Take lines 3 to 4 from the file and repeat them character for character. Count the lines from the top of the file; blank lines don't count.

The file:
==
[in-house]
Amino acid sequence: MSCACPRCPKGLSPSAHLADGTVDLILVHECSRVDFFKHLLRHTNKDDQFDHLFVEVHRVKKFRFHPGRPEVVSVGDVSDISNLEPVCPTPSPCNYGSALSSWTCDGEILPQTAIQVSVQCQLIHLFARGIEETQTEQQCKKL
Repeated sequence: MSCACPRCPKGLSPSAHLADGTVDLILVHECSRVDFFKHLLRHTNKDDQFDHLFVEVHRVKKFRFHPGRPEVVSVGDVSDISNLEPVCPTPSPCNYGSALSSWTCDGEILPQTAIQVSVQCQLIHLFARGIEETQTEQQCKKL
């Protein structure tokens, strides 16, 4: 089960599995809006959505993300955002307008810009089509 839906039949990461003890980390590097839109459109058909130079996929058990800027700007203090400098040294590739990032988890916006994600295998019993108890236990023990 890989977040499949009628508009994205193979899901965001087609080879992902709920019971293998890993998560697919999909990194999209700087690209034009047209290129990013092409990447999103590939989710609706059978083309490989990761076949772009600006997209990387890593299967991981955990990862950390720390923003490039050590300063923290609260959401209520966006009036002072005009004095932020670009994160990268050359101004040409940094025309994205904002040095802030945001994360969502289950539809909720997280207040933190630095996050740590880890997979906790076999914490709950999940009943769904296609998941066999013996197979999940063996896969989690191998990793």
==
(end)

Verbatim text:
Repeated sequence: MSCACPRCPKGLSPSAHLADGTVDLILVHECSRVDFFKHLLRHTNKDDQFDHLFVEVHRVKKFRFHPGRPEVVSVGDVSDISNLEPVCPTPSPCNYGSALSSWTCDGEILPQTAIQVSVQCQLIHLFARGIEETQTEQQCKKL
């Protein structure tokens, strides 16, 4: 089960599995809006959505993300955002307008810009089509 839906039949990461003890980390590097839109459109058909130079996929058990800027700007203090400098040294590739990032988890916006994600295998019993108890236990023990 890989977040499949009628508009994205193979899901965001087609080879992902709920019971293998890993998560697919999909990194999209700087690209034009047209290129990013092409990447999103590939989710609706059978083309490989990761076949772009600006997209990387890593299967991981955990990862950390720390923003490039050590300063923290609260959401209520966006009036002072005009004095932020670009994160990268050359101004040409940094025309994205904002040095802030945001994360969502289950539809909720997280207040933190630095996050740590880890997979906790076999914490709950999940009943769904296609998941066999013996197979999940063996896969989690191998990793």